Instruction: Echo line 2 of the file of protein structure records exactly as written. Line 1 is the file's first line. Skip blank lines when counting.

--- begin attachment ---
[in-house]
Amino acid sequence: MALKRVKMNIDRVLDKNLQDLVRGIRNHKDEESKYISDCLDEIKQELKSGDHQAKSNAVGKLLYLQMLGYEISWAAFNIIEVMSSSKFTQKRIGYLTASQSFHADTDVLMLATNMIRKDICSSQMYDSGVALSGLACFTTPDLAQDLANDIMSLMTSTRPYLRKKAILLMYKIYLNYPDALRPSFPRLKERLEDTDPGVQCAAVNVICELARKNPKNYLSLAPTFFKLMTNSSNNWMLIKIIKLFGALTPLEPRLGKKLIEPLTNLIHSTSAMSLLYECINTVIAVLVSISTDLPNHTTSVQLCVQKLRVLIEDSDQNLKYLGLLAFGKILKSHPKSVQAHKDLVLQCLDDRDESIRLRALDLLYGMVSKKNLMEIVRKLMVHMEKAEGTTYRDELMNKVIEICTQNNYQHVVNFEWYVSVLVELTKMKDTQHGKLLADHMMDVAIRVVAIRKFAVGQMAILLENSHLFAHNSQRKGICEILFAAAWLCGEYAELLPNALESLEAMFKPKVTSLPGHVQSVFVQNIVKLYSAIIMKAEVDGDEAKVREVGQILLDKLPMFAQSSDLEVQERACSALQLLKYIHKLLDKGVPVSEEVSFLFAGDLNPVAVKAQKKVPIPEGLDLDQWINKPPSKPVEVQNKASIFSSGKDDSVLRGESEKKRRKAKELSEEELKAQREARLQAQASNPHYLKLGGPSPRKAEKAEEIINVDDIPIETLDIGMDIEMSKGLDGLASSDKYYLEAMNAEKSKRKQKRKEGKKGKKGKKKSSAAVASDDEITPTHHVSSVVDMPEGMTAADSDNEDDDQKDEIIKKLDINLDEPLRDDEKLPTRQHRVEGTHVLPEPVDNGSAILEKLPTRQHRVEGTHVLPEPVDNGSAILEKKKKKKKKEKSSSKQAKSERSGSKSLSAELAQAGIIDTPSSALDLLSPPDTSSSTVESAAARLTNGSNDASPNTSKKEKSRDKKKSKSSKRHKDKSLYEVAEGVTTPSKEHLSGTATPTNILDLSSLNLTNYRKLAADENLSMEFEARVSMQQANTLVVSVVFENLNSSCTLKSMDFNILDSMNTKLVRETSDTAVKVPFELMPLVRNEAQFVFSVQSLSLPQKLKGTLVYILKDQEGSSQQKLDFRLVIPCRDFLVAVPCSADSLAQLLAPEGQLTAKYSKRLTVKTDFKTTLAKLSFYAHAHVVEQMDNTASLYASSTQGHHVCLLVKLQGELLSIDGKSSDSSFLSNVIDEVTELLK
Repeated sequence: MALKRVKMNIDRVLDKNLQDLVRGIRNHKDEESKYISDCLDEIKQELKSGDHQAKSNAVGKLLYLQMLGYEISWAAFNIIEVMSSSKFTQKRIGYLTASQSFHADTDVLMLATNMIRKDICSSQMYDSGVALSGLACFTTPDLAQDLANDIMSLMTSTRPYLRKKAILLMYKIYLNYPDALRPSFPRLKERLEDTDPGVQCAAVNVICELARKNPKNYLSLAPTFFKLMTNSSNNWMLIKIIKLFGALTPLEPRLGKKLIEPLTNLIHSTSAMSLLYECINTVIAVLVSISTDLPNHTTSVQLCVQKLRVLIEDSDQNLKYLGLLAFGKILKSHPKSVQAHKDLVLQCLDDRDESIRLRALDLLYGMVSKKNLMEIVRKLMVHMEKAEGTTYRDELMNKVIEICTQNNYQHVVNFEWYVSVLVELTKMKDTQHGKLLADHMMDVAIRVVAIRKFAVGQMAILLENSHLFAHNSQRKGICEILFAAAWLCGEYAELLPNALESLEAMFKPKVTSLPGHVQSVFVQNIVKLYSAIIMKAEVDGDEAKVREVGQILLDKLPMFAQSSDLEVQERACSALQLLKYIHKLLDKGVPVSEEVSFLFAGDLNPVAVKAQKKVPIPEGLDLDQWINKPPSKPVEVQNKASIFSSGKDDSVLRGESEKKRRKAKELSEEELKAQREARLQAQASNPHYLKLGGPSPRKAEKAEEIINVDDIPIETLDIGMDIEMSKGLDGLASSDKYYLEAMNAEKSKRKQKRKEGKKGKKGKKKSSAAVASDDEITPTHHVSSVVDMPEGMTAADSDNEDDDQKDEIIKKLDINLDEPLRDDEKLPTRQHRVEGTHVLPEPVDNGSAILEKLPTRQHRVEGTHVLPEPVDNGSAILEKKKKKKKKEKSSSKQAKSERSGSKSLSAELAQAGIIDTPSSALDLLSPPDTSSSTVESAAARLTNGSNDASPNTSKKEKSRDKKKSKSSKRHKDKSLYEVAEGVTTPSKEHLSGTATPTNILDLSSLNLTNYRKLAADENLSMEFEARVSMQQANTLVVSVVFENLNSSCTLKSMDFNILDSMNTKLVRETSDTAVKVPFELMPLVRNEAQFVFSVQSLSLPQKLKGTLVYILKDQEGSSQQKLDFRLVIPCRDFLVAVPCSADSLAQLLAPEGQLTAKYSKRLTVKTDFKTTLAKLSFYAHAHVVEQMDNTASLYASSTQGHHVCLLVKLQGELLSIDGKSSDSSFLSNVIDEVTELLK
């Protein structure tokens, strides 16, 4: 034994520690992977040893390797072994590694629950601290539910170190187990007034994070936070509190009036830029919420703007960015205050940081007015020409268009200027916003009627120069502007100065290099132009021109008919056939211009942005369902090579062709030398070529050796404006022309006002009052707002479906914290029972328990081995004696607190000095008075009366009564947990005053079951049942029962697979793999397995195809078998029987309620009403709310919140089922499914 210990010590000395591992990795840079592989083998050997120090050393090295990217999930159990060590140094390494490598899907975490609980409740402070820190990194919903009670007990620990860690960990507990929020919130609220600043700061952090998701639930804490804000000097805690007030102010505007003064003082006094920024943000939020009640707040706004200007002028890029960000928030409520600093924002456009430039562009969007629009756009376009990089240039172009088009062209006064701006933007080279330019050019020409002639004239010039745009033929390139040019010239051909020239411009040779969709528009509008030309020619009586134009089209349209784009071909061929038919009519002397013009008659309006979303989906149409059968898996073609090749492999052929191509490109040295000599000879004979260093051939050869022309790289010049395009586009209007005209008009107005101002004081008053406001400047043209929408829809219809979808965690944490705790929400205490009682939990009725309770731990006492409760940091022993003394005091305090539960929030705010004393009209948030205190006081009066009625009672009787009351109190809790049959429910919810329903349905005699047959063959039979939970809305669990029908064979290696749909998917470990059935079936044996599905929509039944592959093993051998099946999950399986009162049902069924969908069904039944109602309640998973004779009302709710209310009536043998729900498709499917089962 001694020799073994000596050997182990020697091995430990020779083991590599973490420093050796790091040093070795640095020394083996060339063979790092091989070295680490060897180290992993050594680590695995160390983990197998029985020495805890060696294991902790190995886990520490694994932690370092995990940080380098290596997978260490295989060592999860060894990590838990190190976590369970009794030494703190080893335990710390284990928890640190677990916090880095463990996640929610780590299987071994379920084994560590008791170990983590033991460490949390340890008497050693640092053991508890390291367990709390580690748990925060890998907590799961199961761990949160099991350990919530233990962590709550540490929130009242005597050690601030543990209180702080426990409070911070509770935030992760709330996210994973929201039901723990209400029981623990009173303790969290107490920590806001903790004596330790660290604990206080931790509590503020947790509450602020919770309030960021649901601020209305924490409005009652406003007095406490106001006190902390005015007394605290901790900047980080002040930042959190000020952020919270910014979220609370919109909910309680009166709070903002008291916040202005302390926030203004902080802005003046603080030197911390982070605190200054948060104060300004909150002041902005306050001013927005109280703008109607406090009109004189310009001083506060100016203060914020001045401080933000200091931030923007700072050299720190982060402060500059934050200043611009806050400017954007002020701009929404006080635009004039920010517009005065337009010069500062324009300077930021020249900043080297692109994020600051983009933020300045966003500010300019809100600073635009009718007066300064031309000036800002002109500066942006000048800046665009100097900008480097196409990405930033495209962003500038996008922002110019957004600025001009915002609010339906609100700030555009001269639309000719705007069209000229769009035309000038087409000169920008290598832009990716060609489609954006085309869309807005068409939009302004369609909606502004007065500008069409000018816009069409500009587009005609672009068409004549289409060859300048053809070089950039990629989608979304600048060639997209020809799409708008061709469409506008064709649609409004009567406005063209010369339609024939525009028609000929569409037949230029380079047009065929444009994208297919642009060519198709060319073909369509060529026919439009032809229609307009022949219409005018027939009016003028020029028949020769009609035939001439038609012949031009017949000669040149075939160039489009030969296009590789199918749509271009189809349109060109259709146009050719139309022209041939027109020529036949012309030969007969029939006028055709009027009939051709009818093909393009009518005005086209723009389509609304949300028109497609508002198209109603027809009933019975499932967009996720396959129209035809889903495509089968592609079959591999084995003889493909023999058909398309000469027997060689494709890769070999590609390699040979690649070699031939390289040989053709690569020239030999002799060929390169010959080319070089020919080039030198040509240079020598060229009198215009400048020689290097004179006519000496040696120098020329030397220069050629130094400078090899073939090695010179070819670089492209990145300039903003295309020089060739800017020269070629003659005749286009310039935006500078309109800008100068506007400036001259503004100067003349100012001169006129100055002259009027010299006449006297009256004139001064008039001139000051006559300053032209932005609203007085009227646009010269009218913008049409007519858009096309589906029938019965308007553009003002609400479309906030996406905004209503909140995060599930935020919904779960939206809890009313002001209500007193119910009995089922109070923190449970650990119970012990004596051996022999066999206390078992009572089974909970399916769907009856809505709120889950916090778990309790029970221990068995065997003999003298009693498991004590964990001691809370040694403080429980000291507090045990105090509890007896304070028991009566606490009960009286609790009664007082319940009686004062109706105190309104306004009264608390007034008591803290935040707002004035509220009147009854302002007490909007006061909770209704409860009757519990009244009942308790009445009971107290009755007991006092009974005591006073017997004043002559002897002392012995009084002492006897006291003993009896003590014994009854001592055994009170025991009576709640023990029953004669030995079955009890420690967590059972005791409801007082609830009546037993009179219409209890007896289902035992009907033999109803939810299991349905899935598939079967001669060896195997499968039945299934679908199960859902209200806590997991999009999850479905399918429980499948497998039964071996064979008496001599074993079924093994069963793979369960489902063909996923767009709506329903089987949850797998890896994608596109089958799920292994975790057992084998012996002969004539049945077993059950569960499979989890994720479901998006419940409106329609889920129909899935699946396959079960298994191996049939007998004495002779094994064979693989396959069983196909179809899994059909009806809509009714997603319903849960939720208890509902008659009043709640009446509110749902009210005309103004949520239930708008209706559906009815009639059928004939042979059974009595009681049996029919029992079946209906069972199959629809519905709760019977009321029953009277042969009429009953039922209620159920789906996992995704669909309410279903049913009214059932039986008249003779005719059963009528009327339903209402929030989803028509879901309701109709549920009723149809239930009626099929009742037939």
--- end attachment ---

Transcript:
Amino acid sequence: MALKRVKMNIDRVLDKNLQDLVRGIRNHKDEESKYISDCLDEIKQELKSGDHQAKSNAVGKLLYLQMLGYEISWAAFNIIEVMSSSKFTQKRIGYLTASQSFHADTDVLMLATNMIRKDICSSQMYDSGVALSGLACFTTPDLAQDLANDIMSLMTSTRPYLRKKAILLMYKIYLNYPDALRPSFPRLKERLEDTDPGVQCAAVNVICELARKNPKNYLSLAPTFFKLMTNSSNNWMLIKIIKLFGALTPLEPRLGKKLIEPLTNLIHSTSAMSLLYECINTVIAVLVSISTDLPNHTTSVQLCVQKLRVLIEDSDQNLKYLGLLAFGKILKSHPKSVQAHKDLVLQCLDDRDESIRLRALDLLYGMVSKKNLMEIVRKLMVHMEKAEGTTYRDELMNKVIEICTQNNYQHVVNFEWYVSVLVELTKMKDTQHGKLLADHMMDVAIRVVAIRKFAVGQMAILLENSHLFAHNSQRKGICEILFAAAWLCGEYAELLPNALESLEAMFKPKVTSLPGHVQSVFVQNIVKLYSAIIMKAEVDGDEAKVREVGQILLDKLPMFAQSSDLEVQERACSALQLLKYIHKLLDKGVPVSEEVSFLFAGDLNPVAVKAQKKVPIPEGLDLDQWINKPPSKPVEVQNKASIFSSGKDDSVLRGESEKKRRKAKELSEEELKAQREARLQAQASNPHYLKLGGPSPRKAEKAEEIINVDDIPIETLDIGMDIEMSKGLDGLASSDKYYLEAMNAEKSKRKQKRKEGKKGKKGKKKSSAAVASDDEITPTHHVSSVVDMPEGMTAADSDNEDDDQKDEIIKKLDINLDEPLRDDEKLPTRQHRVEGTHVLPEPVDNGSAILEKLPTRQHRVEGTHVLPEPVDNGSAILEKKKKKKKKEKSSSKQAKSERSGSKSLSAELAQAGIIDTPSSALDLLSPPDTSSSTVESAAARLTNGSNDASPNTSKKEKSRDKKKSKSSKRHKDKSLYEVAEGVTTPSKEHLSGTATPTNILDLSSLNLTNYRKLAADENLSMEFEARVSMQQANTLVVSVVFENLNSSCTLKSMDFNILDSMNTKLVRETSDTAVKVPFELMPLVRNEAQFVFSVQSLSLPQKLKGTLVYILKDQEGSSQQKLDFRLVIPCRDFLVAVPCSADSLAQLLAPEGQLTAKYSKRLTVKTDFKTTLAKLSFYAHAHVVEQMDNTASLYASSTQGHHVCLLVKLQGELLSIDGKSSDSSFLSNVIDEVTELLK